In a letter to the Senate committee last fall, an AbbVie official made it clear that Republican tax overhaul has helped the company lower its tax bill. “The changes made by the 2017 tax law altered U.S. taxation on foreign earnings for U.S. corporations and have had a significant impact on AbbVie’s effective tax rate,” said Scott Reents, AbbVie’s Vice President for Tax and Treasury.

What comes next: The Biden administration hopes to enact an international agreement that establishes a minimum global tax rate and closes loopholes that allow multinationals to park profits in tax havens. But Republicans have opposed making changes to the 2017 tax law and are not expected to support any new international agreements, likely leaving the current system in place for the foreseeable future.

Global Inflation, Fueled by War in Ukraine, Could Drive 71 Million People Into Poverty: UN

The global food and energy price surges that have resulted from the war in Ukraine could push more than 71 people worldwide into poverty, according to a new report from the UN Development Program.

“Poverty, measured by the number of people surviving on less than $3.20 per day, grew faster in the war’s first three months than it did during the first 18 months of the pandemic,” The Washington Post reports, citing George Gray Molina, the U.N. development agency’s chief economist.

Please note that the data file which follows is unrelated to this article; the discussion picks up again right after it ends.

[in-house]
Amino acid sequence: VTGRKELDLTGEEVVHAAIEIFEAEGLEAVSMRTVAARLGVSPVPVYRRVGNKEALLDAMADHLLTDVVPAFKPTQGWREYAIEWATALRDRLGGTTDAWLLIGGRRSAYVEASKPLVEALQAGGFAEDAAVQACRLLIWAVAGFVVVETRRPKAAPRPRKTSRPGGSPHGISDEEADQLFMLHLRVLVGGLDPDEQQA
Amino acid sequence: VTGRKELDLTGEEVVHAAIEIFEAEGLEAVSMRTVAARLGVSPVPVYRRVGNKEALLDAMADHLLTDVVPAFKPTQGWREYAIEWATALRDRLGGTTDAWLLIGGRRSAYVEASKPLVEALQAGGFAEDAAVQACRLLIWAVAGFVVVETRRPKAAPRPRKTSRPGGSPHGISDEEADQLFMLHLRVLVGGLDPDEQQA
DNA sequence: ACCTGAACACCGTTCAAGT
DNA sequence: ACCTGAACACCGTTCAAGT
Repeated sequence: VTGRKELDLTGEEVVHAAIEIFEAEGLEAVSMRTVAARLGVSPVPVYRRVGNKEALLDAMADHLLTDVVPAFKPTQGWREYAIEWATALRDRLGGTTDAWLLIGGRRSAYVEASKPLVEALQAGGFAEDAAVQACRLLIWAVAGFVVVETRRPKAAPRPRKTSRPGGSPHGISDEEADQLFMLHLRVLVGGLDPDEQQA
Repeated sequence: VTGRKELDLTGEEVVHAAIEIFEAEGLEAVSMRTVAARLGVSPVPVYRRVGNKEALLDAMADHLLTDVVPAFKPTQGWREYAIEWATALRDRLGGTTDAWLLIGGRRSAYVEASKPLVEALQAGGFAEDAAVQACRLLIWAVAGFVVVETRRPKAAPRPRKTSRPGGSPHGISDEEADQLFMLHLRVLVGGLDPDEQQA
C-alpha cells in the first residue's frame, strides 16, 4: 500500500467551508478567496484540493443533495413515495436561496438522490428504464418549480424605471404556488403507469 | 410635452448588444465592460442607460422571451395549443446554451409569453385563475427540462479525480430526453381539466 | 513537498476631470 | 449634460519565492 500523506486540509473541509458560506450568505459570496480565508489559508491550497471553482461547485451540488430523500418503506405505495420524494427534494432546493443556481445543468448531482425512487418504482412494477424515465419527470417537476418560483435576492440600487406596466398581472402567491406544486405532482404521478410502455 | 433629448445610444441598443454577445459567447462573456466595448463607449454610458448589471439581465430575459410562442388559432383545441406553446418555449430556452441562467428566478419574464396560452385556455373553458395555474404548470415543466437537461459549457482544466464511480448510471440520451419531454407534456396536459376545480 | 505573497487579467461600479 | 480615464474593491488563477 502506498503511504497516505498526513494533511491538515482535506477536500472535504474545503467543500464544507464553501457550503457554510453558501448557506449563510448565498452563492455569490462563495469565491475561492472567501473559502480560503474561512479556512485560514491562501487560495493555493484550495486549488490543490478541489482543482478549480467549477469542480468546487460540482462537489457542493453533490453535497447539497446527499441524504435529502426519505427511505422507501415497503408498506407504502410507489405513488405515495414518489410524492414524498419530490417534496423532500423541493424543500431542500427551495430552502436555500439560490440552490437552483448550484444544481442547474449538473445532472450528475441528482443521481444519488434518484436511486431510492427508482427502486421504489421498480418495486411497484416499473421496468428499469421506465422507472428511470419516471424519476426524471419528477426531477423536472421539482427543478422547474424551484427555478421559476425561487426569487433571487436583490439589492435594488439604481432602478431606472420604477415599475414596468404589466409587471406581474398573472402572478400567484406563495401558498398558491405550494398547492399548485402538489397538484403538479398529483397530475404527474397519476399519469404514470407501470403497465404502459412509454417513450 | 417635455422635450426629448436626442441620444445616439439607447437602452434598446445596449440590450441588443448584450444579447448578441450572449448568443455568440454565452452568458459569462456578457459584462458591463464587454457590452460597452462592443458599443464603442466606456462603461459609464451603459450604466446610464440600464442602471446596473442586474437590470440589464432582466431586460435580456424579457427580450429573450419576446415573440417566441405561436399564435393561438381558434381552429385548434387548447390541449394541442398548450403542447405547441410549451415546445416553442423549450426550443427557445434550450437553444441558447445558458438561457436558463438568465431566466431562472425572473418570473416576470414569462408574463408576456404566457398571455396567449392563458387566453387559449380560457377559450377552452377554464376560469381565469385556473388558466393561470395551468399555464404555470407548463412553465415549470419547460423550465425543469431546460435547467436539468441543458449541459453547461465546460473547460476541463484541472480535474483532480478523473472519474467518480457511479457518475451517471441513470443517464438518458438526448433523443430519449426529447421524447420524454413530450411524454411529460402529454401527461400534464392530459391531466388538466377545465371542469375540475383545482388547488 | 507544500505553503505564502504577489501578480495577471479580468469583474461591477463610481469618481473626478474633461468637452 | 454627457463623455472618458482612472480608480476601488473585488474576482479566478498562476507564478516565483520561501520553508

“As interest rates rise in response to soaring inflation, there is a risk of triggering further recession-induced poverty that will exacerbate the crisis even more, accelerating and deepening poverty worldwide,” the UN said in a news release.

The report concludes that “targeted and time-bound cash transfers are the most effective policy tool to address what it calls a “cost-of-living crisis.”


Views and Analysis

  • Democrats Can’t Waste This Chance to Pass an Economic Package – Washington Post Editorial Board
  • Congress Must Pass Funding for More Covid Research – Faye Flam, Bloomberg
  • Medicare Could Have Saved $3 Billion Buying Drugs the Mark Cuban Way – Hussain S. Lalani, Benjamin N. Rome and Aaron S. Kesselheim, Washington Post
  • McConnell’s Bizarre Threats Show the Danger of a GOP-Controlled Congress – Greg Sargent, Washington Post
  • The Fed Needs a Helping Hand to Fight Inflation – Marc Goldwein, Barron’s
  • The New Gun Reform Law Is the Biggest Expansion of Medicaid Since Obamacare – Abdul El-Sayed, The New Republic
  • What’s Wrong With Health Insurance? Deductibles Are Ridiculous, for Starters – Aaron E. Carroll, New York Times
  • Is It Time for a National Public Health System? – Leana S. Wen, Washington Post
  • Price Controls on Prescriptions Mean Fewer Jobs, Not Lower Inflation – Grover Norquist, The Hill
  • US Labor Market Shows No Signs of an Imminent Recession – Conor Sen, Bloomberg
  • Drivers Are Angry With Biden. What About Powell? – Liam Denning, Bloomberg
  • A Debt Crisis in Sri Lanka Could Spread Worldwide. The U.S. Must Help – Washington Post Editorial Board